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‘A Perfect World’

By Desson Howe
Washington Post Staff Writer
November 26, 1993


Clint Eastwood
Kevin Costner;
Clint Eastwood;
Laura Dern;
TJ Lowther;
Keith Szarabajka
Children under 13 should be accompanied by a parent

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Kids are wonderful little beings, inheritors of the earth and all that. But let's face it: They're infesting the movies. Obsessed with securing family audiences, Hollywood is rigging its plots with kids who tag along with Terminators, Action Heroes, RoboCops, dinosaurs, whales and single mothers. This isn't the Age of Innocence, it's the year of PG-13.

In "A Perfect World," a "Shane"-like pairing of Kevin Costner with newcomer T. J. Lowther, director Clint Eastwood gets caught up in the junior gold rush. You'd think Dirty Harry had paid his dues with all those orangutan movies. This latest project from Eastwood's Malpaso productions, a Warner Bros.-distributed drama, passes market-research muster but little else.

In 1963, Costner is serving 40 years for armed robbery when he busts out of jail with unsavory partner Keith Szarabajka. Breaking into a home for provisions, they find themselves under fire. So they take 7-year-old Lowther hostage. The kid is terrified of Szarabajka but, under Costner's kindly wing, he starts to enjoy the boyish thrill of the chase. When Costner and Szarabajka part hostile ways, the Outlaw-and-the-Kid bonding goes into major overdrive, as the new-found duo eludes cops, G-men and Texas Rangers.

Which brings us to the other plot, starring Eastwood, Laura Dern and a small collection of Texas character actors. In charge of the manhunt, Ranger Eastwood runs things from a "high-tech" mobile trailer -- the new toy of his friend, the governor. But Eastwood has to abide the needling input of state envoy Dern, a criminologist who uses things like psychological surveys to track criminals. You can imagine the bickering between by-the-book, feminist-conscious Dern and grizzled good ol' boy Eastwood.

Within its narrow, unambitious, commercial boundaries, the movie is highly watchable. Lowther is appealing, and Costner is a likable rebel -- on the wrong side of the law only because of extenuating circumstances (see flashback involving younger Costner and Eastwood for details).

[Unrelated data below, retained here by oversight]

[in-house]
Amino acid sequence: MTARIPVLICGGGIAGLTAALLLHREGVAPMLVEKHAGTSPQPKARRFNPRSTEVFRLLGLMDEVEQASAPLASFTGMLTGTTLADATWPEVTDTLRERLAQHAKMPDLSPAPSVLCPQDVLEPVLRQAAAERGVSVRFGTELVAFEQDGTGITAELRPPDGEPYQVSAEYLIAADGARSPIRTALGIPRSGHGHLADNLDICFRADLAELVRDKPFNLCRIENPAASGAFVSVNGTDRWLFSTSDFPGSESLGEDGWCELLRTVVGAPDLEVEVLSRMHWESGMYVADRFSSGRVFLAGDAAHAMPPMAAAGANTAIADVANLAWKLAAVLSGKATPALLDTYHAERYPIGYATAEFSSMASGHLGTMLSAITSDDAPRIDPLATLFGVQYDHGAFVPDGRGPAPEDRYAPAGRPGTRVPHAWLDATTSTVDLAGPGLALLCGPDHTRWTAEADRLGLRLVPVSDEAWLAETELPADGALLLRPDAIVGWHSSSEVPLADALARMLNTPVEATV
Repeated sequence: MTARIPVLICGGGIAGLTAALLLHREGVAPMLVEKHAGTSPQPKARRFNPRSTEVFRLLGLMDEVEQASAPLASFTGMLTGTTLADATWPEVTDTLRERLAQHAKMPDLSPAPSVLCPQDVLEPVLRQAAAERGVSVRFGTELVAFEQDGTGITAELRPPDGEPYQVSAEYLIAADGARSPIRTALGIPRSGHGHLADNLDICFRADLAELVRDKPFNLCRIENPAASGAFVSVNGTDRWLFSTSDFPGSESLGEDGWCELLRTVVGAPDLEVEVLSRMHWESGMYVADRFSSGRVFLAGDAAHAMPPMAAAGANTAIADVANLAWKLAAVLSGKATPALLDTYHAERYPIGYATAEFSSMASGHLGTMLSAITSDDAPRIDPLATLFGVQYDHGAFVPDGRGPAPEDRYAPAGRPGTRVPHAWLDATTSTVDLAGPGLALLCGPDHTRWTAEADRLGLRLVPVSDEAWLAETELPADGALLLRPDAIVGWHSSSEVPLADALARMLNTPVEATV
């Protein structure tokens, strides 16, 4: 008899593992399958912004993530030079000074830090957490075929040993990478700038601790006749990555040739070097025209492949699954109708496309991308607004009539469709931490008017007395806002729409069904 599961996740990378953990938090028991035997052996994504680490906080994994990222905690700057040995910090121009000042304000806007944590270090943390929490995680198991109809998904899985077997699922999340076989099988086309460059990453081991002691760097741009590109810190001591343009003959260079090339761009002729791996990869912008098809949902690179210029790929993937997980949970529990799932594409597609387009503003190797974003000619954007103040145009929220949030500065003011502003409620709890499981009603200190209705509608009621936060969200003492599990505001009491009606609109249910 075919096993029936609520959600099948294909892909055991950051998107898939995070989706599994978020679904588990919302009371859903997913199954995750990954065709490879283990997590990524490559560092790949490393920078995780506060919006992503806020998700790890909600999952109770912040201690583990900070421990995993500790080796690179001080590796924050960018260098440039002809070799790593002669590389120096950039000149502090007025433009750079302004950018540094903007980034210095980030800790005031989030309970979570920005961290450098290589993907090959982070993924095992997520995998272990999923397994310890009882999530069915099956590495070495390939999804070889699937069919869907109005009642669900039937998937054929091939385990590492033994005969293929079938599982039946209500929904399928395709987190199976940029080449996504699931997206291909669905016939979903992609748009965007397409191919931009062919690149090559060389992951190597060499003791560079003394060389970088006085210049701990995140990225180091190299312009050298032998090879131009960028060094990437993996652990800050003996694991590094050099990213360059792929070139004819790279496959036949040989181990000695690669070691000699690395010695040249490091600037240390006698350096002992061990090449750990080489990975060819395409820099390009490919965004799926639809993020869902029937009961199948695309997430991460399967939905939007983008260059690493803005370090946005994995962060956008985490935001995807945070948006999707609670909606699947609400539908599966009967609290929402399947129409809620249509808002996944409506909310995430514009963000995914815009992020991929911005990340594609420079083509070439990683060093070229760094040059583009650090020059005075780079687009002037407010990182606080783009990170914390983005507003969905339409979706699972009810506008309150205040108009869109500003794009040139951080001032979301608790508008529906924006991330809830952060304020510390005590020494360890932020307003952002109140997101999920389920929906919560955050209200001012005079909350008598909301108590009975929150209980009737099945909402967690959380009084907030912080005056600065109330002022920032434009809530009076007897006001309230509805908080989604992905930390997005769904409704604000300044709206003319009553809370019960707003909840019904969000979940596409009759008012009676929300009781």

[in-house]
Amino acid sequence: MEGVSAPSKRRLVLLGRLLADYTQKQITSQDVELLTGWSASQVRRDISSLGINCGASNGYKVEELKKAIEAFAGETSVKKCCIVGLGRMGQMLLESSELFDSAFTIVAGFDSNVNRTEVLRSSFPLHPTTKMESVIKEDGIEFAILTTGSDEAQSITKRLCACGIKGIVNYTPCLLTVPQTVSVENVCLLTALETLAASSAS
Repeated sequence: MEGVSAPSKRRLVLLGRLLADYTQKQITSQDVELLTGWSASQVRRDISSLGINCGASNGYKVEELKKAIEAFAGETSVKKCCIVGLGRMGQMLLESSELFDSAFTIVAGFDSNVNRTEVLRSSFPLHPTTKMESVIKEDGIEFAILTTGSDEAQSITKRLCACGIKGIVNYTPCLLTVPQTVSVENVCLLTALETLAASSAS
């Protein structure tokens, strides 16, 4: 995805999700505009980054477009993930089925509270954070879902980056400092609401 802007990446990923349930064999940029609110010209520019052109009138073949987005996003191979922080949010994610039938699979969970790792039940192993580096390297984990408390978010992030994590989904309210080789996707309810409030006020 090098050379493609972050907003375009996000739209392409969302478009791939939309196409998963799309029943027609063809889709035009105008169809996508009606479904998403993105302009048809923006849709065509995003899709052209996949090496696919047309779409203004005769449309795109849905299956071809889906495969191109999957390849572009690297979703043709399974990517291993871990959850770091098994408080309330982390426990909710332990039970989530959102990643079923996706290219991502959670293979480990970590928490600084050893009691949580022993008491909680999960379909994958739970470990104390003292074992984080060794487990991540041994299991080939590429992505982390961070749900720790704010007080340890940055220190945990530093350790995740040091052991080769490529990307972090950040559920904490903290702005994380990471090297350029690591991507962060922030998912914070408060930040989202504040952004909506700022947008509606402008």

Screenwriter John Lee Hancock creates well-wrought tension. In one harrowing scene, Costner shops at a Friendly's store, flirts back at a smitten assistant and keeps a wary eye on a highly suspicious manager. (In fugitive movies, all citizens have easy access to wanted posters and front-page mug shots.) In a later, climactic moment, Costner gets a little too furious at the way a rural man slaps his son around.

But if "Perfect" wins certain dramatic points within its scenes, the overall story is a mess. Eastwood spends the whole movie chasing Costner. The film's biggest stars don't meet until the movie has essentially run its course. Eastwood's plot is so self-contained, it loses all connection to Costner's drama. When, at a strategic moment in the chase, the Texas Ranger's trailer is accidentally unhitched and streaks off on its own into the Texas countryside, it illustrates how unimportant his progress is to the movie.

Much is made of the fact that events take place two weeks before President Kennedy's fateful Dealey Plaza visit. But the foreshadowy reference is -- at best -- lamely connected to the chain of events at the end. When Costner and Eastwood finally make their delayed appointment, the dramatic hyperbole is stacked ridiculously high. You've got the kid and Costner at one end, a circle of cops, G-men and sharpshooters at another and a hovering helicopter carrying Lowther's mother overhead.

Oh wait, now I get it! This overemployment of Texas firepower explains the lack of security in Dallas when Lee Harvey Oswald raised his rifle and changed the course of political history.

© Copyright 1999 The Washington Post Company

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